FR: il y a toujours des gens pour rire de / des gens qui rient de

acdeecee

New Member
English - UK
Bonjour,

I have to fill in the blank in the following phrase for a practice test:

Il y a toujours des gens ______ rire des malheurs des autres.

Options for the blank are: de, à, pour, par, (nothing). Cannot figure it out!

Any help appreciated!
Merci :)
 
  • acdeecee

    New Member
    English - UK
    None of the results make much sense to me, is the problem! I would presume it's de or à, but I truly don't know what function either has in this context. Why would it not just be "des gens qui rient"?
     

    Maître Capello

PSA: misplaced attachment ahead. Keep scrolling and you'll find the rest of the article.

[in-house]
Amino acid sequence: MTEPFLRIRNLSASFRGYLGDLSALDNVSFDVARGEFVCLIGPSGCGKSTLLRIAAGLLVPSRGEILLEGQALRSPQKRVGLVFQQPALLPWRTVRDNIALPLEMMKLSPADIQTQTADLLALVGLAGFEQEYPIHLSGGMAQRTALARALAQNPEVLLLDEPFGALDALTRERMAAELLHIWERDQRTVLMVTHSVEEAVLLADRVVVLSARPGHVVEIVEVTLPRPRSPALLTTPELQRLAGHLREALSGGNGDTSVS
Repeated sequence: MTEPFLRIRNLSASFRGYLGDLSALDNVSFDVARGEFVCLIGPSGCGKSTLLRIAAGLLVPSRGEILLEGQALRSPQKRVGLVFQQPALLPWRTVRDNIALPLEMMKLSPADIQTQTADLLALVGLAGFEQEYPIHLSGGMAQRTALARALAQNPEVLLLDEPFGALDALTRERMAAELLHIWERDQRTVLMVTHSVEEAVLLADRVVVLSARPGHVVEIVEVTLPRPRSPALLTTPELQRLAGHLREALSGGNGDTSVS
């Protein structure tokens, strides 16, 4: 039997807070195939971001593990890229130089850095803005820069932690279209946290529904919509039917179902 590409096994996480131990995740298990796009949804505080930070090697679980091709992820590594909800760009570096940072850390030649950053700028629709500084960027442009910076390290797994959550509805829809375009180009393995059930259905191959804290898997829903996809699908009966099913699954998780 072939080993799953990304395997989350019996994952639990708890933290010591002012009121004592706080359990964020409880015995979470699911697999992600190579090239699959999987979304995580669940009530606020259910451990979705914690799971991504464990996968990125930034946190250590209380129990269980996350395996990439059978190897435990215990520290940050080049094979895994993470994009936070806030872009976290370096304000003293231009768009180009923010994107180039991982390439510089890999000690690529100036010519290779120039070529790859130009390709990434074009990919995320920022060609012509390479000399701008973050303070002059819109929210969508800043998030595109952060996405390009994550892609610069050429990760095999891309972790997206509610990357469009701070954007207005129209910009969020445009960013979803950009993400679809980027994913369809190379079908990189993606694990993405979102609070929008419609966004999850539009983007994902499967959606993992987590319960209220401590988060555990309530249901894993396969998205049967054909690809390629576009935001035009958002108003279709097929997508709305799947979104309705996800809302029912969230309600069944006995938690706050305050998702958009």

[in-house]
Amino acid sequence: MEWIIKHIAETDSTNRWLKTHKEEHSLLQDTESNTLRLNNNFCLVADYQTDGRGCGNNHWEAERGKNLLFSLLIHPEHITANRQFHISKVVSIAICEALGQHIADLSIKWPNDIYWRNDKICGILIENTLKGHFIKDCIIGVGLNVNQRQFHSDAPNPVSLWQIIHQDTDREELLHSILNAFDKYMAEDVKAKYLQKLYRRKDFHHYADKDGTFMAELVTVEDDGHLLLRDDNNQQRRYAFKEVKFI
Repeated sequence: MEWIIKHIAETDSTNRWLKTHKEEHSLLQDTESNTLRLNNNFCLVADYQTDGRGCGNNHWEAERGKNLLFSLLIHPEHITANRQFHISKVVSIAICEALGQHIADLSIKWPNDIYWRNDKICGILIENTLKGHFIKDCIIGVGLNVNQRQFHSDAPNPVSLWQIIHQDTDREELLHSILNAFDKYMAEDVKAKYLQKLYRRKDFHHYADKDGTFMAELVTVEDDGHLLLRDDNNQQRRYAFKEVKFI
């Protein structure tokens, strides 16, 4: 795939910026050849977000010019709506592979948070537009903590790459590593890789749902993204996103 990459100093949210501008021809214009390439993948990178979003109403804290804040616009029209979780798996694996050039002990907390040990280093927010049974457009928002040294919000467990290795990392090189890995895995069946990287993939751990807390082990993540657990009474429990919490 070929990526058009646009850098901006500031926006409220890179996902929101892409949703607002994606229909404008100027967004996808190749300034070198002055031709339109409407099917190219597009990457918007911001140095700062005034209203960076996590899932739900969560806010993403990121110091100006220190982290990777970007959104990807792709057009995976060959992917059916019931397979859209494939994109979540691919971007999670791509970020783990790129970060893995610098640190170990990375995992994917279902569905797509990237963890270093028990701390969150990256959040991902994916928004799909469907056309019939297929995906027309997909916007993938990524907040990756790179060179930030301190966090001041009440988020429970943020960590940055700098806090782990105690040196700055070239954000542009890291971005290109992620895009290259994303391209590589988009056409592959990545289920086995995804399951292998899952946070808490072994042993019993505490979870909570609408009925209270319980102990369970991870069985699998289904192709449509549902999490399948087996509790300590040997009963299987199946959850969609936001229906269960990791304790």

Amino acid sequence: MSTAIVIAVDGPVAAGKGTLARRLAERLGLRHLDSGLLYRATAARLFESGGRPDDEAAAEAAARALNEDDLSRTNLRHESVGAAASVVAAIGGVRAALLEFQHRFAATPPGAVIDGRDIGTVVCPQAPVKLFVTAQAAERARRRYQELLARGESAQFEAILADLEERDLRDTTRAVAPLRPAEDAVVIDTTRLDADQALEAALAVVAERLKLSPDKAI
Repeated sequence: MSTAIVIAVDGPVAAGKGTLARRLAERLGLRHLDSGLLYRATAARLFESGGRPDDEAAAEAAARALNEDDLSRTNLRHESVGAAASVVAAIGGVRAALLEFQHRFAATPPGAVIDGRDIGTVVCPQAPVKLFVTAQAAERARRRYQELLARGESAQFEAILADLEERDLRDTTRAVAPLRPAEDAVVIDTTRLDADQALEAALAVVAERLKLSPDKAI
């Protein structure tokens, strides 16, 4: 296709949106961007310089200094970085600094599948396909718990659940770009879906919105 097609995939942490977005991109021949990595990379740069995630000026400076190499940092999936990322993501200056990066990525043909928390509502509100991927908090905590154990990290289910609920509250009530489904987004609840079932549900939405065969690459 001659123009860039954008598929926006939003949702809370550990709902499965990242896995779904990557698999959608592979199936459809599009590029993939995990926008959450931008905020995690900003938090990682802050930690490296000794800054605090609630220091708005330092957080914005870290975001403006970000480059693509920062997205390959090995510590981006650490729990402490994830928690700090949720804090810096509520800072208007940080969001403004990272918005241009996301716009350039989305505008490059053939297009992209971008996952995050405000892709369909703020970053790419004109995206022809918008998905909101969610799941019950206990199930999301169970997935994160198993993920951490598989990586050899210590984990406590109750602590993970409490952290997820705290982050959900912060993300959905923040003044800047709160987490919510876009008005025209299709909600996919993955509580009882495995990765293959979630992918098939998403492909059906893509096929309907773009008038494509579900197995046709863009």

Mod et ratures
    French – Switzerland
    As a matter of fact, neither de nor à works here. You actually need pour, which goes with il y a to make a set phrase. The sentence means more or less the same as your suggestion with the relative clause (qui rient), but there is a small nuance:

    Il y a toujours des gens pour rire du malheur des autres. = You can always find people laughing at the misfortune of others.
    Il y a toujours des gens qui rient du malheur des autres. = There are always people laughing at the misfortune of others.
     
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